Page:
Baishali Mukherjee (Kolkata)
Following chief minister Mamata Banerjee’s October 25 declaration that education for class IX-XII students in West Bengal’s 92,000 government and 2,000 private schools, 372 colleges and 32 universities would resume, they were duly reopened on November 16 after the unprecedented 20-month pandemic lockdown. Although education minister Bratya Basu has expressed willingness to reopen schools fully, an estimated 3 million children in pre-primaries to class VIII are still out of school. Against West Bengal’s prolonged 73 weeks and counting shutdown of primary schools, in France they were shuttered for 12 weeks; Russia 13, China 27, Brazil 53 and USA 56 weeks.
Unsurprisingly, even after schools and higher education institutions have started on-campus classes, attendance is thin. This is because during the past 73 weeks of lockdown thousands of children who had no access to the Internet and digital devices have dropped out of the education system altogether. According to a Unicef report (March 21), only 25 percent of the country’s 260 million school-going children were able to access online education during the pandemic lockdown. This translates into 65 million children countrywide.
But education ministry officials in Kolkata are tight-lipped about the number of children who have dropped out of school in the state. Nor are they willing to explain why West Bengal’s early childhood and primary schools are still shuttered. Numerous calls and emails sent to the ministry for data and justification of the prolonged lockdown remain unanswered.
Meanwhile, district and village tabloids are replete with reports of child distress. According to Joyce Dasgupta, district magistrate of Jhargram, 600 students have dropped out of schools in the district. In Raiganj, North Dinajpur district “a large number” of school children have migrated and taken up bidi binding jobs. Tamin Soren, the teacher-in-charge of Maharaja Jagadishnath High School, also in Raiganj, says 50 class XI-XII students have left their homes to work in Kerala, Delhi, Haryana and Punjab to boost depleted family incomes. In Jalpaiguri, “hundreds” of tea plantation workers’ children have quit school during the pandemic and started working to support their families. In Chandipur village of Malda district, “dozens” are working in brick kilns and paddy fields.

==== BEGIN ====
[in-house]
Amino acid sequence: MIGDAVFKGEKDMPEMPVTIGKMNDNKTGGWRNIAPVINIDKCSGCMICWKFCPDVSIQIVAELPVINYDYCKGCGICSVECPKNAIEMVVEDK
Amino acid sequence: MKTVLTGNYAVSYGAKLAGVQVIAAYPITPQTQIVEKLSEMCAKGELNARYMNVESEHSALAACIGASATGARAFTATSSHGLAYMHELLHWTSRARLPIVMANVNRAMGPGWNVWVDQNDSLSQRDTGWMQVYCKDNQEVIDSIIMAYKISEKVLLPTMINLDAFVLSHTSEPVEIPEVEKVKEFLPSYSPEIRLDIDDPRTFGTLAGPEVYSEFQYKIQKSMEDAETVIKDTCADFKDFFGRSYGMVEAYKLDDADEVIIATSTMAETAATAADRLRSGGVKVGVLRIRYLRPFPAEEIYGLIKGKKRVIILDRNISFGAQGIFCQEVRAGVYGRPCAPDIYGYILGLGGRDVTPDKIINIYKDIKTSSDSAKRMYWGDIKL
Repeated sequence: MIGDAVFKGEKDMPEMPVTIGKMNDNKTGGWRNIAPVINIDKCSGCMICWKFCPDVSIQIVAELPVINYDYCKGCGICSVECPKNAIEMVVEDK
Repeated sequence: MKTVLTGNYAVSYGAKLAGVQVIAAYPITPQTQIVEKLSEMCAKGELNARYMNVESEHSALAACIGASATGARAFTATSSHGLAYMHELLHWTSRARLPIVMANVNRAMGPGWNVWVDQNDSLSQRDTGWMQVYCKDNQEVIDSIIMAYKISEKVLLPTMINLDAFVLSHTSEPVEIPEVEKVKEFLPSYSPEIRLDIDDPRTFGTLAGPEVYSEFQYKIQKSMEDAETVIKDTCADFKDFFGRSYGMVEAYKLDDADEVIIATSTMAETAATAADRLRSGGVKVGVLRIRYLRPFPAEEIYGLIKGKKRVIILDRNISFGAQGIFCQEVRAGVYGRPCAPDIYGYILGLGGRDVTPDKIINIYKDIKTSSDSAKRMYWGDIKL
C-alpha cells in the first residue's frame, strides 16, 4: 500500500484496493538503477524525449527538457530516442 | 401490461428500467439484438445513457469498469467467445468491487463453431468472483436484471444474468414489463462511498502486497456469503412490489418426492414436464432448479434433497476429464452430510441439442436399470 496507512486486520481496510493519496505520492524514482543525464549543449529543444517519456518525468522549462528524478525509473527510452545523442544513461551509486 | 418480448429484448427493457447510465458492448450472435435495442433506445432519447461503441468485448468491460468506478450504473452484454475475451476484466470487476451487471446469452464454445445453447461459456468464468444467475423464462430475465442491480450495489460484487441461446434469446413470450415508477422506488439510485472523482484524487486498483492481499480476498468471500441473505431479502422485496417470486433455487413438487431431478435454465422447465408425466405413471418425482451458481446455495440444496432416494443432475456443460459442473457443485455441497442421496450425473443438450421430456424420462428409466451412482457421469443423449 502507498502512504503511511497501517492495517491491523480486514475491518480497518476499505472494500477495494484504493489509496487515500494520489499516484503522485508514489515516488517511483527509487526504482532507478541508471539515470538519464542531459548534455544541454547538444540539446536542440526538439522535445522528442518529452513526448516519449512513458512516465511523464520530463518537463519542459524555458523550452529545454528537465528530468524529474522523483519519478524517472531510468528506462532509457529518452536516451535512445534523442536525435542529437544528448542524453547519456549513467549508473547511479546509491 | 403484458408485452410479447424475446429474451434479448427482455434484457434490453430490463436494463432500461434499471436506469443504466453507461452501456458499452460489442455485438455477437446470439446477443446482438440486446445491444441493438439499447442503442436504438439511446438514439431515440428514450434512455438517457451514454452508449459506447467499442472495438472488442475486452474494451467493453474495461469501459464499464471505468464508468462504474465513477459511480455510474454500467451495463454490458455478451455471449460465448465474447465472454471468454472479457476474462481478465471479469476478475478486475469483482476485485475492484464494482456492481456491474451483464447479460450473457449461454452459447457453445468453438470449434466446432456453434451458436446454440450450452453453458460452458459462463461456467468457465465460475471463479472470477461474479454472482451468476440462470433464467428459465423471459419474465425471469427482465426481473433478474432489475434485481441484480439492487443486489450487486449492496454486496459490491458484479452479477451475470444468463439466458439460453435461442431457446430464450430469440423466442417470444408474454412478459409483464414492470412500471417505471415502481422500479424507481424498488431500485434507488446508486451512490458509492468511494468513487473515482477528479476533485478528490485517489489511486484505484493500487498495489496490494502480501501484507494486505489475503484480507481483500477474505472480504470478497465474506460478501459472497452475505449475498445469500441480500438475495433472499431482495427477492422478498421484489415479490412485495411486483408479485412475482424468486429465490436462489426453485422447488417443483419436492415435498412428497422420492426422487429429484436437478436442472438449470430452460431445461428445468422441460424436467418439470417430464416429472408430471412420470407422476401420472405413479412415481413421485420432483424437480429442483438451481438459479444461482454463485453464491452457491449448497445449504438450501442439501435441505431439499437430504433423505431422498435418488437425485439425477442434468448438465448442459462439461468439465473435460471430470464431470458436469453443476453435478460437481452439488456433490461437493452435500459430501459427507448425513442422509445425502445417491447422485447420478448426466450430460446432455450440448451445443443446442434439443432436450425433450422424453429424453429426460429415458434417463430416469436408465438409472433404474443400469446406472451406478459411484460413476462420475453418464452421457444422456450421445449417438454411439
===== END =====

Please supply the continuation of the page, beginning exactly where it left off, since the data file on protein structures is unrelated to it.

According to Pulak Roy Chowdhury, headmaster of Kanaknagar SD Institution of Hingalganj, North 24 Parganas, eight class X girls and five class IX girls have been prematurely married away. Roy Chowdhury says only 75 of the 119 class IX students, and 115 of 200 class X students have come back to the institution after reopening of senior classes.
With in-class teaching-learning suspended since March 2020, government school students in small towns and remote rural belts have been totally deprived of online learning because of lack of Internet connectivity and digital devices. These children are in grave danger of having forgotten what they had learnt 20 months ago when they last attended in-person classes. In rural Bengal in particular, getting working children back into classrooms is becoming a big challenge. The education ministry and local government officials have asked teachers to persuade parents to send children back to school.
Meanwhile, even as chief minister Mamata Banerjee is focused on stitching a national anti-BJP alliance for the critically important Uttar Pradesh assembly election early next year and General Election 2024, educationists and education ministry officials are becoming aware of the enormity of children’s — especially primary school children’s — learning loss during the world’s most prolonged schools lockdown. Feeble attempts are being made to assess the learning loss of youngest children and to frame “a comprehensive remedial learning” syllabus.
“Each and every student will be evaluated. They will be asked to do certain academic activities only if they remember what they had been taught in the previous class. We can’t resume classes without addressing learning loss,” Aveek Majumdar, chairman of the West Bengal Syllabus Committee, had told EducationWorld in September.
With the state’s ruling Trinamool Congress Party and chief minister Banerjee exhibiting no urgency to restart preschool and primary classes, there’s growing indignation within academia and West Bengal’s bhadralok (refined middle class).
Comments Jayati Gupta, a former English professor at West Bengal State University and visiting faculty at Adamas University, Kolkata: “The prolonged schools closure has resulted in irreparable learning loss for primary and pre-primary children and also children with special needs, for whom one-on-one interaction is critically important. Even though the ground reality was challenging because of the pandemic, the state government clearly didn’t do enough to open schools earlier. It should reopen schools from pre-primary onwards without delay as several other states of the Indian Union have done.”
But evidently chief minister Mamata Banerjee has other priorities.